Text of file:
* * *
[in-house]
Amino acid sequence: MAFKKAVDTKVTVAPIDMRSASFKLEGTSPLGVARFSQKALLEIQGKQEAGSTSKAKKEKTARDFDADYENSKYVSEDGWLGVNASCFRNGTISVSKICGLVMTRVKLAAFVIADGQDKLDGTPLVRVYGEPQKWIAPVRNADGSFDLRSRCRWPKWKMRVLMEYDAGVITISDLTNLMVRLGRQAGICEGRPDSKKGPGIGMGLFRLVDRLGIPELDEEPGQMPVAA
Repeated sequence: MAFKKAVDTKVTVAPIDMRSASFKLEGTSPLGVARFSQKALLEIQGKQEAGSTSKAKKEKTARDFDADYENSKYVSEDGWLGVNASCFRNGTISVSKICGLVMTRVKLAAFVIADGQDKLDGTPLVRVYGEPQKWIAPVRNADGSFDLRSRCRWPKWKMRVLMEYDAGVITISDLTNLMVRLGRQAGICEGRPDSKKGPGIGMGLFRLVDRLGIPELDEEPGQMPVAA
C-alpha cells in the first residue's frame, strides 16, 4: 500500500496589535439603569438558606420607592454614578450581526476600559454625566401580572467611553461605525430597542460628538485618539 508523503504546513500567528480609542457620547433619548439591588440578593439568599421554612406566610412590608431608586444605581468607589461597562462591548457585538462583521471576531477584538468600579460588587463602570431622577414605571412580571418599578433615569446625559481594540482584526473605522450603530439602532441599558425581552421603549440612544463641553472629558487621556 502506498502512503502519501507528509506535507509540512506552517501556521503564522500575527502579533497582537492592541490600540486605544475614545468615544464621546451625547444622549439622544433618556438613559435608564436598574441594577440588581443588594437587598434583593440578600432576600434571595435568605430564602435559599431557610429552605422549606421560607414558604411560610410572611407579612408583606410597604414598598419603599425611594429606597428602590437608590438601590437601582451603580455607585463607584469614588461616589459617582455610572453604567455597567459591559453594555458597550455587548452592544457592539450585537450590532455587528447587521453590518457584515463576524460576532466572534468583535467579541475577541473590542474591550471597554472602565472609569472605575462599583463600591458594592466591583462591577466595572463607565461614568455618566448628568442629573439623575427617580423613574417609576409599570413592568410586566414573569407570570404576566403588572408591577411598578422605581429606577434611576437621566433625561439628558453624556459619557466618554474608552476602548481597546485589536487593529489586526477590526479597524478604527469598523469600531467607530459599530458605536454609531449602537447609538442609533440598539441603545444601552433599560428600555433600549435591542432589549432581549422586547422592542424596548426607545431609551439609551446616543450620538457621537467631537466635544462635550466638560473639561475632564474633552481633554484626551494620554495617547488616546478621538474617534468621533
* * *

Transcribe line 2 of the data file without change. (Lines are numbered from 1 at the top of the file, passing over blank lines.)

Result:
Amino acid sequence: MAFKKAVDTKVTVAPIDMRSASFKLEGTSPLGVARFSQKALLEIQGKQEAGSTSKAKKEKTARDFDADYENSKYVSEDGWLGVNASCFRNGTISVSKICGLVMTRVKLAAFVIADGQDKLDGTPLVRVYGEPQKWIAPVRNADGSFDLRSRCRWPKWKMRVLMEYDAGVITISDLTNLMVRLGRQAGICEGRPDSKKGPGIGMGLFRLVDRLGIPELDEEPGQMPVAA